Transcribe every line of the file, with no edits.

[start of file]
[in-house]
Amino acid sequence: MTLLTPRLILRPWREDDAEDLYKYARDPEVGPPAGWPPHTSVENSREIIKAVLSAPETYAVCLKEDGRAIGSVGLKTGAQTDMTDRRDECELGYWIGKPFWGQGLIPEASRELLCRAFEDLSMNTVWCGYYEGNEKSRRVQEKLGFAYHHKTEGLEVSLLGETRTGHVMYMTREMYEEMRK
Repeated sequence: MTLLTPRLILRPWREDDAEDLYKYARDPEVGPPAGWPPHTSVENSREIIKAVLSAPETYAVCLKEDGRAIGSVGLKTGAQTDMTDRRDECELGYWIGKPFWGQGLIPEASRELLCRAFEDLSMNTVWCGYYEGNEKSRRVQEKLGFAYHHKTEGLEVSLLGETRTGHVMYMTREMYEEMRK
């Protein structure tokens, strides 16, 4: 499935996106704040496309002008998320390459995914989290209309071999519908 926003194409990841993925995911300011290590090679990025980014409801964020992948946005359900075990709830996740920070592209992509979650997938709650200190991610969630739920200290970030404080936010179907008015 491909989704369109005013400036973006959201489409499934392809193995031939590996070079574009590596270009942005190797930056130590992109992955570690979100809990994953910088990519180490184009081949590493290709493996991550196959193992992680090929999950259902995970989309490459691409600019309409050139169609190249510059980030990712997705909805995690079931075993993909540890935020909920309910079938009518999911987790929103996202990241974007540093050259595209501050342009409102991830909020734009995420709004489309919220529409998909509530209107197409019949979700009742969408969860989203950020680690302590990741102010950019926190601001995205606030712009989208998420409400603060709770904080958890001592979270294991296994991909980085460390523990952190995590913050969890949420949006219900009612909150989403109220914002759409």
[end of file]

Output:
[in-house]
Amino acid sequence: MTLLTPRLILRPWREDDAEDLYKYARDPEVGPPAGWPPHTSVENSREIIKAVLSAPETYAVCLKEDGRAIGSVGLKTGAQTDMTDRRDECELGYWIGKPFWGQGLIPEASRELLCRAFEDLSMNTVWCGYYEGNEKSRRVQEKLGFAYHHKTEGLEVSLLGETRTGHVMYMTREMYEEMRK
Repeated sequence: MTLLTPRLILRPWREDDAEDLYKYARDPEVGPPAGWPPHTSVENSREIIKAVLSAPETYAVCLKEDGRAIGSVGLKTGAQTDMTDRRDECELGYWIGKPFWGQGLIPEASRELLCRAFEDLSMNTVWCGYYEGNEKSRRVQEKLGFAYHHKTEGLEVSLLGETRTGHVMYMTREMYEEMRK
């Protein structure tokens, strides 16, 4: 499935996106704040496309002008998320390459995914989290209309071999519908 926003194409990841993925995911300011290590090679990025980014409801964020992948946005359900075990709830996740920070592209992509979650997938709650200190991610969630739920200290970030404080936010179907008015 491909989704369109005013400036973006959201489409499934392809193995031939590996070079574009590596270009942005190797930056130590992109992955570690979100809990994953910088990519180490184009081949590493290709493996991550196959193992992680090929999950259902995970989309490459691409600019309409050139169609190249510059980030990712997705909805995690079931075993993909540890935020909920309910079938009518999911987790929103996202990241974007540093050259595209501050342009409102991830909020734009995420709004489309919220529409998909509530209107197409019949979700009742969408969860989203950020680690302590990741102010950019926190601001995205606030712009989208998420409400603060709770904080958890001592979270294991296994991909980085460390523990952190995590913050969890949420949006219900009612909150989403109220914002759409």